Not eating the paste is really really hard to do when everyone around you is eating the paste and you’re thinking “Why can’t I eat the paste? Everyone looks like they’re doing so good by eating the paste.” However, I’m glad that I didn’t eat the paste. I’m glad I prepared myself to not eat the paste. My first memory of not eating the paste was in elementary school where we were being tested compared to national standards. We were doing a “long” run and everyone was sprinting right off the start. I ran at the back of the pack at a slow-and-steady pace and then I passed everyone. It was really hard to be at the back of the pack at the start, but it ended very well.
e) Think you made the mistake of riding too easy? You now have 26 miles to fix that mistake. Make the mistake of riding too hard? That mistake now has 26 miles to express itself, to the tune of X miles at 17-18′ walking pace vs X miles at 8-10′ running pace. Do the math. How is that bike split going to look as you are walking/shuffling the last 10 miles of the run?
Absolutely! Struggling for the run of any triathlon is my worst nightmare. I race every race so that I can finish the race by sprinting to the line. I sprinted at the end of my first triathlon 5 years ago and I sprinted the end of Ironman in August. It is the most satisfying feeling.
f) Every time you feel yourself about to get stupid, look at where you are. Are you at The Line? No. Then sit down, shut up, do what you’re told and don’t be stoopid. Please. 🙂
These guys are pretty harshly amusing.
3. The Box: all day long you are going to race inside a box defined by what you can control. Ask yourself “What do I need to do right NOW to create the conditions for success at The Line? Is what I’m doing right now counter to this goal? From what we’ve seen first hand on the IM courses this season, we believe you should ask yourself “Am I participating in some short-term tactical masturbation?” If yes, STOP!!
On the swim, the Box is the space your body occupies in the water: focus on your form and the rest will come. On the bike, the box is probably about one aid station long. On the run, the box begins as 2-3 aid stations long but often diminishes to “from here to the next lampost/manhole cover/mail box.” Regardless:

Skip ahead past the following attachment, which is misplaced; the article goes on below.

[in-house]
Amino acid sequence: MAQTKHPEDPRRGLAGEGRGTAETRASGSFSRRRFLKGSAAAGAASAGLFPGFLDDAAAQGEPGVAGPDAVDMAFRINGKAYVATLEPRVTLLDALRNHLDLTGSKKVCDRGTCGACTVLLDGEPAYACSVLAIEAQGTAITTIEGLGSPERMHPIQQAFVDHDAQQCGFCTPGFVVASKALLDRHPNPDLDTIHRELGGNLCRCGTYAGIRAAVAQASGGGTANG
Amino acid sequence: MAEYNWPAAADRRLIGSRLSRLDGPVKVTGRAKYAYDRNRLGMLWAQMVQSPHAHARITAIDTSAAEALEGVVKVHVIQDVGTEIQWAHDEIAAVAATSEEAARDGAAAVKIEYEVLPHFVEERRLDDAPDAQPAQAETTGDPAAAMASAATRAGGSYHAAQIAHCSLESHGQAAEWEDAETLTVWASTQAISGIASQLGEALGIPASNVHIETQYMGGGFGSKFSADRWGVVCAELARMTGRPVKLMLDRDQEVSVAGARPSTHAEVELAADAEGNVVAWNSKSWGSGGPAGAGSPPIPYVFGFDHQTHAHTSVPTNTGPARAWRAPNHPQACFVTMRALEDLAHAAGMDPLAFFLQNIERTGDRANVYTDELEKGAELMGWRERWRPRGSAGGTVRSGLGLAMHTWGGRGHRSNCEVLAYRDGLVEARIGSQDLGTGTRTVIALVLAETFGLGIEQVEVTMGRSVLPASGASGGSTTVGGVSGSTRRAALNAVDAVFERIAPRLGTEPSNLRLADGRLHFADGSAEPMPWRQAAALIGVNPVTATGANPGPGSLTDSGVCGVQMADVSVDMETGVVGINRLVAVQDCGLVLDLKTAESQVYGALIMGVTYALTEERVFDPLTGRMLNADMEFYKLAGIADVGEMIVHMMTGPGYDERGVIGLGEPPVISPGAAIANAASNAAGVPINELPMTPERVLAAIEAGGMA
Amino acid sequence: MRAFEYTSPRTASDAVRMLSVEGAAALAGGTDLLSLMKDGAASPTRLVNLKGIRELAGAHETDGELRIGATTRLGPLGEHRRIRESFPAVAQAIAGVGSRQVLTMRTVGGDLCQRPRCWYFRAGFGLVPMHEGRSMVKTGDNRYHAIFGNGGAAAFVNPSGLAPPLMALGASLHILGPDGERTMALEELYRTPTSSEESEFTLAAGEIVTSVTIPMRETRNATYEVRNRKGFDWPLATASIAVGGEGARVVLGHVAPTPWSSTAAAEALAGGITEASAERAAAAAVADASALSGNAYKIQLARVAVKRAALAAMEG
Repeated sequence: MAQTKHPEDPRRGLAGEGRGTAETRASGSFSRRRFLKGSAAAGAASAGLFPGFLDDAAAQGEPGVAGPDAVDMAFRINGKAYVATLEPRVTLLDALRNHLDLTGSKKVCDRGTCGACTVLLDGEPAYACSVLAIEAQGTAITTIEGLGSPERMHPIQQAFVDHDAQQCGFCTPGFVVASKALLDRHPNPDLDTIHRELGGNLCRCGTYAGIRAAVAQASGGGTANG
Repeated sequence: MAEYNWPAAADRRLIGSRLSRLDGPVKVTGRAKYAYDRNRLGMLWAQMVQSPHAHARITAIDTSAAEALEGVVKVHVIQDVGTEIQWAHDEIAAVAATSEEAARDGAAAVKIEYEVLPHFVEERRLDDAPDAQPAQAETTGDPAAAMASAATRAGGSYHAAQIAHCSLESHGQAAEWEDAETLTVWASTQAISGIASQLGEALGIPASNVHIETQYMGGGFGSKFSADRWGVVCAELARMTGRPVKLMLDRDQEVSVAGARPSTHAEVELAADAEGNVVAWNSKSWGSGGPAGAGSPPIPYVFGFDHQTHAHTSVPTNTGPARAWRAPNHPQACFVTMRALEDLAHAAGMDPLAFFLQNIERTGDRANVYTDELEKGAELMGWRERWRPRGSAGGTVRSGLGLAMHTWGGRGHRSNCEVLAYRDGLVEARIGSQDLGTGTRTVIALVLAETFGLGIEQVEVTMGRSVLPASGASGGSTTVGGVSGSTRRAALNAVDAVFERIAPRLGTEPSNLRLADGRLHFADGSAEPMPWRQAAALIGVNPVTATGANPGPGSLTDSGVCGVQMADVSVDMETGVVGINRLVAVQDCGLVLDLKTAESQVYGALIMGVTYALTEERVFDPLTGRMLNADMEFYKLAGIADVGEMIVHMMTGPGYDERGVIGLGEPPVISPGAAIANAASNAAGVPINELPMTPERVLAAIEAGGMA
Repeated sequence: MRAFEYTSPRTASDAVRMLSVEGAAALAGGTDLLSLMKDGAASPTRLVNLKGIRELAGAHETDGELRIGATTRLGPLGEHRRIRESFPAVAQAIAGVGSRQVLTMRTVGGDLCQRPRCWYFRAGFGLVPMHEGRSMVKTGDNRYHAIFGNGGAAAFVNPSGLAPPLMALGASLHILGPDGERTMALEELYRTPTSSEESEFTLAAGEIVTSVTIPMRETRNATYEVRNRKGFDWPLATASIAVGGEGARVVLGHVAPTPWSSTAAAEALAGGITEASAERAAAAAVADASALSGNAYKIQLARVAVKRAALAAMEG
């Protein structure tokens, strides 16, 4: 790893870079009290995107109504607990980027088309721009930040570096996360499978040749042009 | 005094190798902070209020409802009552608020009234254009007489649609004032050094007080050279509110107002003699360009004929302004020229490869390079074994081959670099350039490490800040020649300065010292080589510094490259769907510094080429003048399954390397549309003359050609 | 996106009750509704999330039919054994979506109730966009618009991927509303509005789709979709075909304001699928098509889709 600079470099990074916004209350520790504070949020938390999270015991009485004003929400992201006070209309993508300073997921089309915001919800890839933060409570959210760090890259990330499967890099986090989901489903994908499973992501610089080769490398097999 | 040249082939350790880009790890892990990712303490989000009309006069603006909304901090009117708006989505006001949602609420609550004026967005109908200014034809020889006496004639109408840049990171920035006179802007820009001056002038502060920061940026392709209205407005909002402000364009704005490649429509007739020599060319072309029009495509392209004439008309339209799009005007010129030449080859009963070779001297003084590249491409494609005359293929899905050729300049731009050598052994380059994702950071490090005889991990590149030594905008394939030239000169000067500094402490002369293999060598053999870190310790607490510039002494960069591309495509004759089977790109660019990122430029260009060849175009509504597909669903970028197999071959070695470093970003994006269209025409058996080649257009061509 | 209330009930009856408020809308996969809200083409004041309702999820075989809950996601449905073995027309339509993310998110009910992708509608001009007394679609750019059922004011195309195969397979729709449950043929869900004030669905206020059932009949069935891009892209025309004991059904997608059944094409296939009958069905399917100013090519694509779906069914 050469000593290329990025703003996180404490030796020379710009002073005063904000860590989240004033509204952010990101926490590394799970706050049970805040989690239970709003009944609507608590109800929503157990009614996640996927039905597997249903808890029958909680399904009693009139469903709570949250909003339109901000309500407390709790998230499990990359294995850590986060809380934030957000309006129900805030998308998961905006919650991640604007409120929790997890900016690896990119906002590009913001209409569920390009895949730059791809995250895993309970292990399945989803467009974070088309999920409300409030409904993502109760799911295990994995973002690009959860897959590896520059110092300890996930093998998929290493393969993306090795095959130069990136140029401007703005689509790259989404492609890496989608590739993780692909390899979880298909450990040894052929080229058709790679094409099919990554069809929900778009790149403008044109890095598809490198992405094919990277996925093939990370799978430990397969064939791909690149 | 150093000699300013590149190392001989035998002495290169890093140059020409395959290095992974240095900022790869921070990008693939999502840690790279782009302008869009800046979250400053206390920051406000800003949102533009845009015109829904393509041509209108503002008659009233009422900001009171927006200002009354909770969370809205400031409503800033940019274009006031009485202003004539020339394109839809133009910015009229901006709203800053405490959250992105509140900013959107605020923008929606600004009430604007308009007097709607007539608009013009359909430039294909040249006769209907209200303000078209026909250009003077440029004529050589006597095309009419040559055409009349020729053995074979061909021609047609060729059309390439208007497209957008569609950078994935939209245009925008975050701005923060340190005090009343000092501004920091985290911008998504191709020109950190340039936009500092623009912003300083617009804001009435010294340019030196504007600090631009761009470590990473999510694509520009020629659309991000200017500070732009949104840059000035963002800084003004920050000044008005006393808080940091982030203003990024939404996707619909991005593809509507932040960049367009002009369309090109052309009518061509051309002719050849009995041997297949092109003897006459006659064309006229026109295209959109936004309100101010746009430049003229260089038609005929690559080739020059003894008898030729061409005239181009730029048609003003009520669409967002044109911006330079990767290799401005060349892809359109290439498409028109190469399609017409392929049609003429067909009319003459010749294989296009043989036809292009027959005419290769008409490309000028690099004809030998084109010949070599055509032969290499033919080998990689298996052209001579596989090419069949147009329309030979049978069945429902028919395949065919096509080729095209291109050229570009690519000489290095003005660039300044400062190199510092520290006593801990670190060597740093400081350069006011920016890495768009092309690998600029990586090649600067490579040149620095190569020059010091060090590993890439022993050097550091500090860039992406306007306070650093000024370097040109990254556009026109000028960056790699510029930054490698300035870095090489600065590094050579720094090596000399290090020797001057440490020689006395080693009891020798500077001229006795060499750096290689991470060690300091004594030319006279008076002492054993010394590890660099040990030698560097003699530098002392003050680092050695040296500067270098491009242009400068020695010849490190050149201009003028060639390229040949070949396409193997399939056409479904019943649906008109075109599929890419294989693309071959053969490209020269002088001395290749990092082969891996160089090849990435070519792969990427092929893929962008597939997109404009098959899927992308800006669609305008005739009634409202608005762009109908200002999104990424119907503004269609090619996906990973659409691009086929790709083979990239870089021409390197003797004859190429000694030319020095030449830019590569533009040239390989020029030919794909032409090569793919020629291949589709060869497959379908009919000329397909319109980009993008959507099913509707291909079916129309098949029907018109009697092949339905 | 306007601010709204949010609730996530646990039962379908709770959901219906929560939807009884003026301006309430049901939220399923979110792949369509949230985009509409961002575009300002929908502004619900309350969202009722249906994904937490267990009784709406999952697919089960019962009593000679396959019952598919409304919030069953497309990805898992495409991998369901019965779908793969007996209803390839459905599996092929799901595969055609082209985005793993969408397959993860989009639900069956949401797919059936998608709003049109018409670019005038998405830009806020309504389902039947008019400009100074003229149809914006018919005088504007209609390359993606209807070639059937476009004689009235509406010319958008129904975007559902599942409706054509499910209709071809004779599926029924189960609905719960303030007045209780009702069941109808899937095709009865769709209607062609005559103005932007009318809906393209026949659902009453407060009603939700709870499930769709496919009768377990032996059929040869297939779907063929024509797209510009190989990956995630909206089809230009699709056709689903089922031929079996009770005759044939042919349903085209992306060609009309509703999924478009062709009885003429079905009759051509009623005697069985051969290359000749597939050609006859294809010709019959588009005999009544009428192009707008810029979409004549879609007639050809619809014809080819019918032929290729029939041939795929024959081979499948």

a) Keep the box as big as you can for as long as you can.
b) Keep in the box only the things you can control. Let go of the rest.
c) Exercise this decision-making process inside your box: Observe the situation, Orient yourself to a possible course of action, Decide on a course of action, Act (OODA Loop).
I don’t think I understand what the Box is.
4. The One Thing. If you swallowed the Kool-Aid we’re serving you here, you will show up at the Line, in your Box, ready to git’erdun and simply not slow down. But we’re not done yet. There is still some psychological stuff you need to address.
During the course of your race day, expect your body to have a conversation with your mind: “Look, Mind, you’ve had me out here slogging away for 132 miles. This is really starting to get old and very painful. You need to give me a good reason to keep going forward. If you can’t give me a good one, I’m gonna slow down and you can’t stop me!” Before the race, you need to ask yourself “Why am I doing Ironman?” In other words, you need to determine what is the One Thing that put you in this race? To finish in the daylight with a smile on your face? To run a 4:10? Whatever your One Thing is, be absolutely clear and rehearse your mind/body debate beforehand. But be warned: your body can be a helluva good negotiator at mile 18, especially if your mind hasn’t prepared its rebuttal arguments beforehand.
Absolutely! For me, I told myself “You have been waiting to do this race since you knew it exists. You absolutely can do this… you will BE AN IRONMAN.” That was what went through my mind when my body started to protest, but it helps that I had a great run.